Michigan in the College Football Playoff. Who would have thunk it?

Raises hand.

Now, I’m not going to lie to your face and claim this is a thing I thought possible in the offseason. At that time, 9-3 seemed like a reasonable expectation and measure of what would still qualify as a very good bounce-back campaign for the Wolverines. And that was from the glass-half-full perspective.

But as early as the season opener against Western Michigan, you could tell there was something different about this team. Not “going to win the Big Ten” different. But definitely not “going to get embarrassed again this season.”

Beating the Broncos was nothing new. The Wolverines are 8-0 all-time against their cousins from Kalamazoo. But the efficiency with which Michigan’s offense operated was attention-grabbing.

The 335 rushing yards were the most for Michigan in 5 years. Cade McNamara looked like a capable game-manager, going 13-of-17 for 216 yards and 3 touchdowns.

The following week, another piece was revealed.

Running for 335 yards against a leaky MAC defense was one thing. Getting 343 against preseason No. 21 Washington? That felt like something special could be brewing. But given that the Huskies were coming to Ann Arbor on the heels of a 13-7 loss to FCS Montana, most read it as a sign that Washington was just really bad. That was true — but not mutually exclusive with Michigan’s strength.

Week 3 is when the Wolverines started demanding some attention. Northern Illinois knocked off Georgia Tech in Week 1 and had the look of a much more solid MAC team than Western Michigan. Indeed, the Huskies would prove to be the MAC’s very best. But it didn’t matter that day.

The Wolverines racked up another 373 yards on the ground, rolling to a 63-10 win — Michigan’s most lopsided victory since 2016.

That’s when NIU coach Thomas Hammock became maybe the first outsider who saw where this was going.

“I think they built their team to beat Ohio State,” Hammock said after that game. “What I see on tape, they built their team to beat Ohio State. You’re not gonna out-athlete Ohio State, so what they said is we’re gonna get dirty. Credit to them, because they stay committed to that.”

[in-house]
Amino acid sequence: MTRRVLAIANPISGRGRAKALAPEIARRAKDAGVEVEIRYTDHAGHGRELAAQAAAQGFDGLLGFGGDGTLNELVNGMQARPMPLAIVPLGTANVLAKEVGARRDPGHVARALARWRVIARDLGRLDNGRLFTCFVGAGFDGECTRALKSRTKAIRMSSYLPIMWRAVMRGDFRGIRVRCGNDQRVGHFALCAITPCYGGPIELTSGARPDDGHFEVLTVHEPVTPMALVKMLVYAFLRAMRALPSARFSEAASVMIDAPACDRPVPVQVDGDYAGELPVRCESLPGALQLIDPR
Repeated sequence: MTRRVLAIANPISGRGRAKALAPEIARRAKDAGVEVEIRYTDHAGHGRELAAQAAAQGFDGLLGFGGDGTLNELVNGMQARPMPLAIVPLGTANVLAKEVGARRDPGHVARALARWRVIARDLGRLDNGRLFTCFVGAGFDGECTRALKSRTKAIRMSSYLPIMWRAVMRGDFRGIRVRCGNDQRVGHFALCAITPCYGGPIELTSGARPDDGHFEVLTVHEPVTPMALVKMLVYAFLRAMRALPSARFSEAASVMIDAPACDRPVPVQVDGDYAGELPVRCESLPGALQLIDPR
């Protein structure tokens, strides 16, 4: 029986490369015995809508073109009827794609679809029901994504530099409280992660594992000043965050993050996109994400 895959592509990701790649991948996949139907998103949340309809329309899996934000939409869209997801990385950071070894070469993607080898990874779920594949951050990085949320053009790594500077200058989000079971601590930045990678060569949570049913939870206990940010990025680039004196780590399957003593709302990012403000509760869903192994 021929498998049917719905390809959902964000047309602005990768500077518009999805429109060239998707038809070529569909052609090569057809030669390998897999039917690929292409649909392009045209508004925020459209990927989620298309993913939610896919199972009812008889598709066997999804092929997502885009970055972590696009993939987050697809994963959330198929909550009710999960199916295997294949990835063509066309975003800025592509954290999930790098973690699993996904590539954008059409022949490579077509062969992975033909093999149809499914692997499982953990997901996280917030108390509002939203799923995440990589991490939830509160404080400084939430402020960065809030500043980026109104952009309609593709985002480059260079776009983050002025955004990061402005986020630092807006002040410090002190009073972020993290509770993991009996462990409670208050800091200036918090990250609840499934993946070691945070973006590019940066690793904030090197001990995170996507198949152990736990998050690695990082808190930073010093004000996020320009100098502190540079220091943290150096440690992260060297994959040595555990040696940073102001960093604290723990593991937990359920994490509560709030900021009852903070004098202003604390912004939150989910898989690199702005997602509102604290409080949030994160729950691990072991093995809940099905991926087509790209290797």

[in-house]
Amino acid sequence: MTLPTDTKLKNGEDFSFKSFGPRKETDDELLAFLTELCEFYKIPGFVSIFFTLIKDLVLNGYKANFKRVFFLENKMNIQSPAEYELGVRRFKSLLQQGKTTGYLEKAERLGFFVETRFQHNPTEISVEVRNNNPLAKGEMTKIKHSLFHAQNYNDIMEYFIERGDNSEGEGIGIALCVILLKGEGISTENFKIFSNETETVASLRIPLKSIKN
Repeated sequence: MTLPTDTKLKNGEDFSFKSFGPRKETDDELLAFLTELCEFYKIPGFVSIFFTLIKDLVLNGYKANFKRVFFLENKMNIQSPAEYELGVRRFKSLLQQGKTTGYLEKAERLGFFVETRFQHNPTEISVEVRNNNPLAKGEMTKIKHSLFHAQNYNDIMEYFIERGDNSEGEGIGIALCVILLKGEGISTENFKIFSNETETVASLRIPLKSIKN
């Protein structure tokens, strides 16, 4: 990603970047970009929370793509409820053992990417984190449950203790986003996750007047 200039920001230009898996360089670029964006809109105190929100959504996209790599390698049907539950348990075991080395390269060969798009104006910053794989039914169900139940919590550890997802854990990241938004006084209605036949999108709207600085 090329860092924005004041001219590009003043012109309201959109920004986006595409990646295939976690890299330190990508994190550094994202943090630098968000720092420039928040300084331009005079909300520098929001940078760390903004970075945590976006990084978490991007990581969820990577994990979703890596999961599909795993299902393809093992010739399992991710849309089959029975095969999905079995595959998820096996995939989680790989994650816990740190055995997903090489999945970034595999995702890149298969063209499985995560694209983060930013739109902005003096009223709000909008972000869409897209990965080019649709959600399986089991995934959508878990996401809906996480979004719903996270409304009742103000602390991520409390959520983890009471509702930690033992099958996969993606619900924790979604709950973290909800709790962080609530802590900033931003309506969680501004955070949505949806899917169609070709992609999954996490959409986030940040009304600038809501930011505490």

This, combined with the fact Western Michigan beat what looked like (and turned out to be) a pretty good Pitt team the same day, is when I first considered the possibility that Michigan might be way, way better than any of us imagined.

Naturally, Michigan struggled to beat Rutgers in the Big Ten opener. The Scarlet Knights figured out the Wolverines had no interest in passing the ball and jammed everybody in the box. Anyone who wasn’t previously sleeping on the Wolverines probably hit the snooze button at that point.

Strangely, Michigan’s lone loss is what made me recognize the Wolverines were a Playoff contender.

Michigan’s 38-17 win at Wisconsin wasn’t impressive at the time, because it dropped the Badgers to 1-3. Nor was eking out a 32-29 win at 3-4 Nebraska, because it wasn’t yet clear that literally every Nebraska game has the same outcome. Same goes for beating Northwestern, because anybody could do that this season.

But when Michigan dominated the better part of 3 quarters at Michigan State, it grabbed my attention.

Yes, the Wolverines blew it as Kenneth Walker III put together one of the best individual performances in Big Ten history to lead the Spartans’ comeback. Michigan showed it could go toe-to-toe with a fellow Playoff-caliber team, and the schedule set up favorably for the Wolverines to work their way back into the picture.

So I wrote about it.

By that point, it was clear to me Hammock’s analysis was spot-on. The pass-rushing tandem of Aidan Hutchinson and David Ojabo was uniquely suited to pressure Ohio State’s freshman quarterback into mistakes no other team could force. Michigan’s offensive front was stout enough to push around the Buckeyes and keep the ball away from their potent offense.

The Wolverines would just need enough things to break in their favor to work themselves back into the Top 4. As it turned out, enough broke in their favor that they still would have been safe in the old BCS system.

Given the preseason expectations, the results of 2020 and the whole 8-game losing streak to Ohio State, Michigan still qualifies as the most surprising entry of the 2021 College Football Playoff. Even though Cincinnati is the first Group of 5 team to qualify, buzz surrounded the Bearcats all season.

For Michigan, it was more of a slow creep to the top. But looking back, the roots of that rise are quite visible.